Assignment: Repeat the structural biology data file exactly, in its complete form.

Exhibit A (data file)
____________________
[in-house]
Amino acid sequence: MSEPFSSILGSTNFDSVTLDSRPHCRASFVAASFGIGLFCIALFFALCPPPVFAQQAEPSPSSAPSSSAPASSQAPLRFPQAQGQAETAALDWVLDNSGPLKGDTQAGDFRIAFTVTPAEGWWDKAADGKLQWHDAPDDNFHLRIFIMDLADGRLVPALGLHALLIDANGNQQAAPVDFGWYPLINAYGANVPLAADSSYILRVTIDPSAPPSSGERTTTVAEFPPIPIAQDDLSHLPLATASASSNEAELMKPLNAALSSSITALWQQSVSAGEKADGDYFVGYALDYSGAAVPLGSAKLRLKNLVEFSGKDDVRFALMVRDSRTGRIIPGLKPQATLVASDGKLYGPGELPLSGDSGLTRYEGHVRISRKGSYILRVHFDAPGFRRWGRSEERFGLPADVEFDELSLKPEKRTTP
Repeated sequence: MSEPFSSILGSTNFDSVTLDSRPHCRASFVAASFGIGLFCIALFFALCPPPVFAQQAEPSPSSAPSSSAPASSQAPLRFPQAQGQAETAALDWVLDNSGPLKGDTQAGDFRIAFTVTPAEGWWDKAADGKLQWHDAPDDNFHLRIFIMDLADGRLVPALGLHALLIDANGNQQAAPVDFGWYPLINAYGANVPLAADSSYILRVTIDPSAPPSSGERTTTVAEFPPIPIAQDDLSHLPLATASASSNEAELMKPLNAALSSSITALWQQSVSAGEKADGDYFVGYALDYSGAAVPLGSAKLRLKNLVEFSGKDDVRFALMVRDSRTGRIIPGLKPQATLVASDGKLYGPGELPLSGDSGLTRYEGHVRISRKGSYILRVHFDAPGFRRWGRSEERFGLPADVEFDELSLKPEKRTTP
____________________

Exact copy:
[in-house]
Amino acid sequence: MSEPFSSILGSTNFDSVTLDSRPHCRASFVAASFGIGLFCIALFFALCPPPVFAQQAEPSPSSAPSSSAPASSQAPLRFPQAQGQAETAALDWVLDNSGPLKGDTQAGDFRIAFTVTPAEGWWDKAADGKLQWHDAPDDNFHLRIFIMDLADGRLVPALGLHALLIDANGNQQAAPVDFGWYPLINAYGANVPLAADSSYILRVTIDPSAPPSSGERTTTVAEFPPIPIAQDDLSHLPLATASASSNEAELMKPLNAALSSSITALWQQSVSAGEKADGDYFVGYALDYSGAAVPLGSAKLRLKNLVEFSGKDDVRFALMVRDSRTGRIIPGLKPQATLVASDGKLYGPGELPLSGDSGLTRYEGHVRISRKGSYILRVHFDAPGFRRWGRSEERFGLPADVEFDELSLKPEKRTTP
Repeated sequence: MSEPFSSILGSTNFDSVTLDSRPHCRASFVAASFGIGLFCIALFFALCPPPVFAQQAEPSPSSAPSSSAPASSQAPLRFPQAQGQAETAALDWVLDNSGPLKGDTQAGDFRIAFTVTPAEGWWDKAADGKLQWHDAPDDNFHLRIFIMDLADGRLVPALGLHALLIDANGNQQAAPVDFGWYPLINAYGANVPLAADSSYILRVTIDPSAPPSSGERTTTVAEFPPIPIAQDDLSHLPLATASASSNEAELMKPLNAALSSSITALWQQSVSAGEKADGDYFVGYALDYSGAAVPLGSAKLRLKNLVEFSGKDDVRFALMVRDSRTGRIIPGLKPQATLVASDGKLYGPGELPLSGDSGLTRYEGHVRISRKGSYILRVHFDAPGFRRWGRSEERFGLPADVEFDELSLKPEKRTTP